Montville’s First Settler – Thorvald Weitemeyer


AKA CHARLIE (nickname during his travels in Queensland) 

or Tom (English version of Thorvald)



 THORVALD PETER LUDWIG WEITEMEYER was a Danish immigrant and selected 160 acres of land in the Montville area on the Blackall Range in 1887.  He and his family were the first settlers in the area.  His first priority was to build a house for his wife and children being two sons and one daughter. Their third son, Henry George was born in 1888 and was the first white child born on the Blackall Range.  Their house was situated where the Montville Sportsground stands today.


The years prior to 1887 outline a brief history of Thorvald’s travels and experiences in Queensland, from his birthplace in Copenhagen, Denmark and how he came to Australia before settling in Montville.

 THORVALD PETER LUDWIG WEITEMEYER was born in Copenhagen, Denmark, 24 July 1850 to parents, CHRISTIAN WILLIAM METON WEITEMEYER and SOPHIA FREDERIKKE OVERBYE.  He was the third of eleven children. He was christened on 27 October 1850.

After he completed his education in 1865, he was apprenticed to his father in the family carpentry/joinery business.  Thorvald had an adventurous spirit and in 1871 at the age of 21 he travelled to Hamburg, Germany, and was employed as a carpenter/joiner.  Six months later he came across an advertisement in a shop window in Hamburg, proclaiming “Free Emigration to Queensland, Australia”. [1] Thorvald decided to try his luck and sailed from Hamburg, Germany to Australia on the ship “Humboldt”.   The journey took six months and in 1872 he arrived at Port Denison (now known as Bowen), Queensland where he immediately found employment as a cabinetmaker.  From here he travelled extensively throughout North Queensland exploring and finding work in Townsville, Ingham, Ravenswood, Cooktown and to the Palmer River goldfields.  He found the conditions on the goldfields to be very harsh and shortly after he returned to Cooktown where he wrote articles about the goldfields for the newspaper of the time, “The Queenslander”.

In 1875-76 he travelled to South-West Queensland where he commenced a six-month working contract at Jondaryan Sheep Station, near Toowoomba on the Darling Downs.  It is here he met his future wife, JANE BORTHWICK BELL, the daughter of JOHN BELL and MARTHA BEATTIE who were Scottish immigrants from Dumfries, Scotland.  Jane worked at Jondaryan Station as a governess.  When his contract finished he travelled throughout South-West Queensland before finding work at St George in South-West Queensland where he helped build the courthouse and other structures there.

1878, 4 July, Thorvald married Jane Borthwick Bell at the St George Courthouse.

1879, 2 May, their first child, THORVALD (AKA TOM) was born in St George.  In 1901 Tom married EDITH AMELIA DALTON (1869-1959), the daughter of EDMUND DALTON and SARAH ANN OLIVER of Baroon Pocket.  They lived in Dulong near Nambour and had two children, ERLE THORVALD (1902-1954) and ROLAND (1906-2004).  Tom died in 1910 from blood poisoning caused by a spider bite.  He is buried in the Nambour Cemetery.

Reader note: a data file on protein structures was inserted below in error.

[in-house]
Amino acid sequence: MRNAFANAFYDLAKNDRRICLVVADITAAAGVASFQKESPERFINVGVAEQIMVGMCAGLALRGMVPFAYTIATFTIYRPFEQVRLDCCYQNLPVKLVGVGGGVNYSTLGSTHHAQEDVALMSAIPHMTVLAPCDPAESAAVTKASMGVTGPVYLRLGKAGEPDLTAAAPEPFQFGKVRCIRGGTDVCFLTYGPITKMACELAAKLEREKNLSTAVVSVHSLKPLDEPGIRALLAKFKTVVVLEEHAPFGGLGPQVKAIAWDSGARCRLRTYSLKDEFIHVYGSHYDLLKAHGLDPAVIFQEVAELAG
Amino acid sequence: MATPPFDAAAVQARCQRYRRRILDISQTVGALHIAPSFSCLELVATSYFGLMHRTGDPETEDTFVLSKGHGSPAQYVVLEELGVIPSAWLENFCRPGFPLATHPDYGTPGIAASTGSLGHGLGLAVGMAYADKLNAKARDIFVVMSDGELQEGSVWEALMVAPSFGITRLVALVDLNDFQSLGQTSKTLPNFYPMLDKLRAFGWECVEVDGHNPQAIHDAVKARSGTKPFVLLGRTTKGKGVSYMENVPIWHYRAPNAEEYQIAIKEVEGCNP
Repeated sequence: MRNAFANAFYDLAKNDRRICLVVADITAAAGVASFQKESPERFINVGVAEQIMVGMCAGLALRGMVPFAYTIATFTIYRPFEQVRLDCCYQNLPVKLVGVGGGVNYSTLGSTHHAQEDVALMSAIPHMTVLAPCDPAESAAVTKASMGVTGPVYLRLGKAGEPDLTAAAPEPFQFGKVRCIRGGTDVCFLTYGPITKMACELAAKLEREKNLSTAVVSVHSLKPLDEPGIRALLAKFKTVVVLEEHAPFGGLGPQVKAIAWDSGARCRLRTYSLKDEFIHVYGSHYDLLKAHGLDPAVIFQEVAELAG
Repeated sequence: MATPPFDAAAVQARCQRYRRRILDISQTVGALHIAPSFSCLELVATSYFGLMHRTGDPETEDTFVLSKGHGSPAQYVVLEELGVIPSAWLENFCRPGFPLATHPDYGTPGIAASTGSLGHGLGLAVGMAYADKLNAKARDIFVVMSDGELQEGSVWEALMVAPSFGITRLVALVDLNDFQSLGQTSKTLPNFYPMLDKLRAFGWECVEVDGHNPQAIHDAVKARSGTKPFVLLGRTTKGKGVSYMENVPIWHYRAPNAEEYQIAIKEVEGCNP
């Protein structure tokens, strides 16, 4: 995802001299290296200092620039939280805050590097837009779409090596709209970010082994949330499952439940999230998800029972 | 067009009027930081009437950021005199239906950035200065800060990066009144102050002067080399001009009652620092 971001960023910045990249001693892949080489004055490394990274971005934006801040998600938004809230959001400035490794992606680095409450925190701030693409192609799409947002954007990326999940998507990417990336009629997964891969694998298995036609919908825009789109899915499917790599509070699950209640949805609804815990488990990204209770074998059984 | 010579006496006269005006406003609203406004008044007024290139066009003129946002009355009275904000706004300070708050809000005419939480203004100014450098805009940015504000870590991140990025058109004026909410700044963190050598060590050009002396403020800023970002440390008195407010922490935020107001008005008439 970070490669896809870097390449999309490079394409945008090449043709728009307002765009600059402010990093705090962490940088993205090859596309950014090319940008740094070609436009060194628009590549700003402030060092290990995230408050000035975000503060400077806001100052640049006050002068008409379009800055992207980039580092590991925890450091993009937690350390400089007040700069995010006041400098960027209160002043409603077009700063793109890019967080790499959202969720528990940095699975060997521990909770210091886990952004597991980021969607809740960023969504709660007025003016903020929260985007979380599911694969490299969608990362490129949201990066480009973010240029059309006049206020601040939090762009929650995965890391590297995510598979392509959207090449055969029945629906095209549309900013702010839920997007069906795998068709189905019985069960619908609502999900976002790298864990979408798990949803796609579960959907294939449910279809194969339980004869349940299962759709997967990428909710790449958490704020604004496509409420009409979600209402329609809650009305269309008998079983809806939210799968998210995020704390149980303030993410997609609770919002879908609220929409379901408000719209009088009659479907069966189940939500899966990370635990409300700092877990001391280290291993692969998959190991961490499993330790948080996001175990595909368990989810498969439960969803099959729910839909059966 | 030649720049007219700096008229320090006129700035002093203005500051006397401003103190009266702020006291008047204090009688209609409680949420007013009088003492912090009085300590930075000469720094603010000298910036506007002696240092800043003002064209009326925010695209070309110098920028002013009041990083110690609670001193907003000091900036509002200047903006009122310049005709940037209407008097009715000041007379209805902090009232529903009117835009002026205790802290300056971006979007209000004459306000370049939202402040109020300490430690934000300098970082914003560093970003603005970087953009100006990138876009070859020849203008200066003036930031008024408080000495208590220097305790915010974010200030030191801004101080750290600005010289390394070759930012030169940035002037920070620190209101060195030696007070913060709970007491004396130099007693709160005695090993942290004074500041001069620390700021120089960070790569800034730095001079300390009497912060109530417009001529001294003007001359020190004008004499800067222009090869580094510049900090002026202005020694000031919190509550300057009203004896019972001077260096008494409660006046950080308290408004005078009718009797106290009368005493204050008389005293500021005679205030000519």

1880, 6 January, Thorvald became an Australian citizen.

1881 Departed St George to lease farming land in the Bundaberg district.

1882, 14 June, their first daughter, COSETTE (AKA ETTA) was born in Bundaberg.  Cosette married WILLIAM GEORGE BURGUM in 1907 and they lived on their farm in Burgum Road, North Maleny.  William and their son WILLIAM FREDERICK (1909-1921) both died from drowning when crossing Obi Obi Creek in 1921.  Cosette continued to live on the property raising her other children, MARY ALICE (1910-1995), RAYMOND GEORGE (1912-2001), THOMAS EDWARD (1913-1987) and FRANCIS GLEN (1915-1998).  Cosette lived on the property until her death in 1972.  Cosette is buried with her husband William and son William at Witta Cemetery.

1884, 27 December, second son, CHRISTIAN ERNEST was born in South Kolan, Bundaberg.  Christian married ANASTASIA GOREY daughter of RICHARD GOREY and ELLEN BOURKE of Bundaberg in 1913 where they owned and managed the South Burnett Hotel, and later the Commercial Hotel.  They had three children, ROY JAMES (1913-1946)HENRY
WALLACE (1917-1943) 
and DORIS ANNA (b.1922).  They left Bundaberg in 1936 and resided in New Farm, Brisbane.  Anastasia died in 1969, and Christian in 1981.  They are both buried at Nudgee Cemetery.

1886, 14 July, Thorvald and Jane sold their property in Bundaberg and the family moved to Brisbane where Thorvald took a position at the Brisbane Technical College, then known as The School of Arts, as a Manual training teacher in carpentry and joinery.


1887, 5 May, Thorvald selected 160 acres of land in the MONTVILLE district where the family were known to be the first settlers.  As a selector, Thorvald fulfilled the conditions of “The Crown Lands Acts, 1884-1889” over the required five year period to make improvements by building the family home, clearing 7 acres of scrub and trees for land cultivation.  Thorvald and his family lived in Montville for 13 years.